Artists to access bank loans from Skiza ringtone royalties

Cellulant CEO Ken Njoroge. /EZEKIEL AMINGA
Cellulant CEO Ken Njoroge. /EZEKIEL AMINGA

Cellulant has announced a partnership with Stanbic Bank that will see artists in their portfolio access bank loans from their Skiza ringtone royalties.

Under the agreement, artists will be able to access direct capital for their different music project initiatives including recording, video production, event sponsorships, album production, marketing and advertising.

The loan facility will also enable artists to purchase homes, land, construct, purchase cars as well as personal borrowing exclusively from Stanbic Bank.

The royalties earned will guarantee the loans through a monthly check off repayment plan.

"This agreement with Stanbic is our way of showing our musicians that we are still invested in their success and that we understand the fundamentals of growing the music business in Kenya," Cellulant CEO Ken Njoroge said.

More than 5,000 artists are currently signed on Cellulant's ringtone platform since it launched its Lipuka service in 2014, run under Safaricom's Skiza umbrella.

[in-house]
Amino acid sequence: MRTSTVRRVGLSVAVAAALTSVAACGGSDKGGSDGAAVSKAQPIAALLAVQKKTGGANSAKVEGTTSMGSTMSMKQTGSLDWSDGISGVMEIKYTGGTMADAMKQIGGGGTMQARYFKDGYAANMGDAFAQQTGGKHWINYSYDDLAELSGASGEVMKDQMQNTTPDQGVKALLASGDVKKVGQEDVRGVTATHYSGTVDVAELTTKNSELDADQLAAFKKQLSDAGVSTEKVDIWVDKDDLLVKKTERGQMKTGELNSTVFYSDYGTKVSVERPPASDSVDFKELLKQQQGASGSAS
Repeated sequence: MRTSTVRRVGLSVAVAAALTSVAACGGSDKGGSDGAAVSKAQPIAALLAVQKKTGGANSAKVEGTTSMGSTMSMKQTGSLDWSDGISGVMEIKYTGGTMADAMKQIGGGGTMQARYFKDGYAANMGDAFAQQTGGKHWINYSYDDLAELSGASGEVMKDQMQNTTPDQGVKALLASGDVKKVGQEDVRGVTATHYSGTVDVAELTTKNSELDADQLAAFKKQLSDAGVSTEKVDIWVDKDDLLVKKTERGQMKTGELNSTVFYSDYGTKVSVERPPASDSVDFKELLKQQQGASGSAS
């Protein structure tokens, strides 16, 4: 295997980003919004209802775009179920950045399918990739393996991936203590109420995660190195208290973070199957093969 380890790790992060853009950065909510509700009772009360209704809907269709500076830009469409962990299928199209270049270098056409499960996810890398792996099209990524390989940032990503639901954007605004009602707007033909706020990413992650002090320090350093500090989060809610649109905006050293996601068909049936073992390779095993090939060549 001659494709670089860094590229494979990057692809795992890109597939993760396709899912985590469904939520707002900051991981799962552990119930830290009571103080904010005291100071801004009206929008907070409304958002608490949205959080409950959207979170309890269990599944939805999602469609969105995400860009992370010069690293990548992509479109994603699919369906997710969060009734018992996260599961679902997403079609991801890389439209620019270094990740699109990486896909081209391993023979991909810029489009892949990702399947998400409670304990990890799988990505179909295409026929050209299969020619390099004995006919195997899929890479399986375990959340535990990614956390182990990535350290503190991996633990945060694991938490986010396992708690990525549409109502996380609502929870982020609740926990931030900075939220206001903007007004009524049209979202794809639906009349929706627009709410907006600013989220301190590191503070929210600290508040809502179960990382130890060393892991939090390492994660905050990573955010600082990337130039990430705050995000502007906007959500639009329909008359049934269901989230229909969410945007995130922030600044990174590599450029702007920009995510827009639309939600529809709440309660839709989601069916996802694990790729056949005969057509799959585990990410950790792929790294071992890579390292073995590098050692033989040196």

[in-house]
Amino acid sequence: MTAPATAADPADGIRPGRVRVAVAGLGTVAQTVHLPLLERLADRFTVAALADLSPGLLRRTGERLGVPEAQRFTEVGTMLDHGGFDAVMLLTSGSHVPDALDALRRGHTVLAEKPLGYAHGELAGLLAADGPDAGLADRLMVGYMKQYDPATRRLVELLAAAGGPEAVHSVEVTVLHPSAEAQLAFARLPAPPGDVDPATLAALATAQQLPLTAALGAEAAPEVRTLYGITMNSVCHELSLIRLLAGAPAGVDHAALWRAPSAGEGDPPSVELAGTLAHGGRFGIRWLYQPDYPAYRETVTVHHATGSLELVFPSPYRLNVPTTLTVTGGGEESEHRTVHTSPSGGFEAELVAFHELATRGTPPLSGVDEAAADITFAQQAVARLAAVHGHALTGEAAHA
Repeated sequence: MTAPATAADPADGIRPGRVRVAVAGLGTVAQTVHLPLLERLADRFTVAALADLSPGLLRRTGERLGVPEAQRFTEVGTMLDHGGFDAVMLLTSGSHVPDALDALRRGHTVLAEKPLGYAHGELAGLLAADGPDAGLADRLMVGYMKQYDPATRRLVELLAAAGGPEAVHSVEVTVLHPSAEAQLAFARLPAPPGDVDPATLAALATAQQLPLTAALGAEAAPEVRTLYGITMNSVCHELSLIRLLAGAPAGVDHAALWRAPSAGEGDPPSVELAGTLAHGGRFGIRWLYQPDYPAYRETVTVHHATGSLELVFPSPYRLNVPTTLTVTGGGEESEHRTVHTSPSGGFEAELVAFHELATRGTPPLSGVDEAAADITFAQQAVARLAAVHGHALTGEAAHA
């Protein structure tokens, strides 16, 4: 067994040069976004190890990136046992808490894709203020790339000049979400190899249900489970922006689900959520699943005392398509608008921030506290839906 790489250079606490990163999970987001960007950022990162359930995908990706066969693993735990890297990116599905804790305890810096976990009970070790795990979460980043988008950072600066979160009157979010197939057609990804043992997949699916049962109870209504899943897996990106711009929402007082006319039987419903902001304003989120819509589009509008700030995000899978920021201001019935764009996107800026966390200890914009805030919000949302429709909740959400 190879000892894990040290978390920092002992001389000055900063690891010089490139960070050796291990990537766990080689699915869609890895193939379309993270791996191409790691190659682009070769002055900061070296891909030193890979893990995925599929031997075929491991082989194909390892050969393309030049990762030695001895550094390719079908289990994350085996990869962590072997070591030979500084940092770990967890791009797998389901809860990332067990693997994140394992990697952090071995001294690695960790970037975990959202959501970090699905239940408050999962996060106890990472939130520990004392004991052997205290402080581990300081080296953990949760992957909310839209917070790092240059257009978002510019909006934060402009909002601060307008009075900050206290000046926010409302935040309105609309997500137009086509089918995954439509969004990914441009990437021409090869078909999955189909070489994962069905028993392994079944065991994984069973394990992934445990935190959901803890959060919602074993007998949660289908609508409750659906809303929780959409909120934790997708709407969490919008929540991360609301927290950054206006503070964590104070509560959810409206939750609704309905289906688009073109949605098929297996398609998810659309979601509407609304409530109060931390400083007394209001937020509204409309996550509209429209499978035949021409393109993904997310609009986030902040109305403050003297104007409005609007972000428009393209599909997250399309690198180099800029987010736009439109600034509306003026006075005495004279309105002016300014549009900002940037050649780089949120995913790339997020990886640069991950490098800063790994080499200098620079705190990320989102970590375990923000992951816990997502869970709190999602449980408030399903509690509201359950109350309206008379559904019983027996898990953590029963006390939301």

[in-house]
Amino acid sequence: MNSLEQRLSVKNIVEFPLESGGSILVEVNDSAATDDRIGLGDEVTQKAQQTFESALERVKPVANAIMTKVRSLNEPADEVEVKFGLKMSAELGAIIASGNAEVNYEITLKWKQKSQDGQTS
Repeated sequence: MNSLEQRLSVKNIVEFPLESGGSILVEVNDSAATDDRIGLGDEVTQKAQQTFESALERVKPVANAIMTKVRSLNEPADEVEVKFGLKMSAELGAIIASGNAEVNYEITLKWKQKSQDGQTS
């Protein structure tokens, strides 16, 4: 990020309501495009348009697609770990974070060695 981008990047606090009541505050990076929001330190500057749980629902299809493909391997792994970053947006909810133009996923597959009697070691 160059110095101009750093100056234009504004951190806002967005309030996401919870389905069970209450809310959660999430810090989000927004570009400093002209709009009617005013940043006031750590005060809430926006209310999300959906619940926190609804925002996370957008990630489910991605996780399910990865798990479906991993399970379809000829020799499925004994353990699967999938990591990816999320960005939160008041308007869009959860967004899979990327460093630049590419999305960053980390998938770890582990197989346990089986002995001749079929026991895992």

Lipuka allows subscribers to download their favourite ringtones whilst empowering artists to earn royalties, paid to them by Cellulant.

Currently, more than 11 digital content service providers work with Safaricom to both manage and collect revenues on their behalf.

Skiza is East Africa's largest digital content platform with average revenues month to month estimated at Sh500 million.

"Although Cellulant has grown and diversified to become a leading Pan African Technology company, we pioneered digital content services in Africa over two decades ago selling ringtone downloads through partnerships with fledgeling musicians and mobile operators.

Stanbic Bank Head of personal banking Silpah Owich on her part termed music a multi-million industry that has been neglected for a long time with no financial solutions tailored for musicians.

"We acknowledge that the royalties are a source of income and are now providing products based on this that will go a long way in enabling artists to accelerate their music careers," Owich said.

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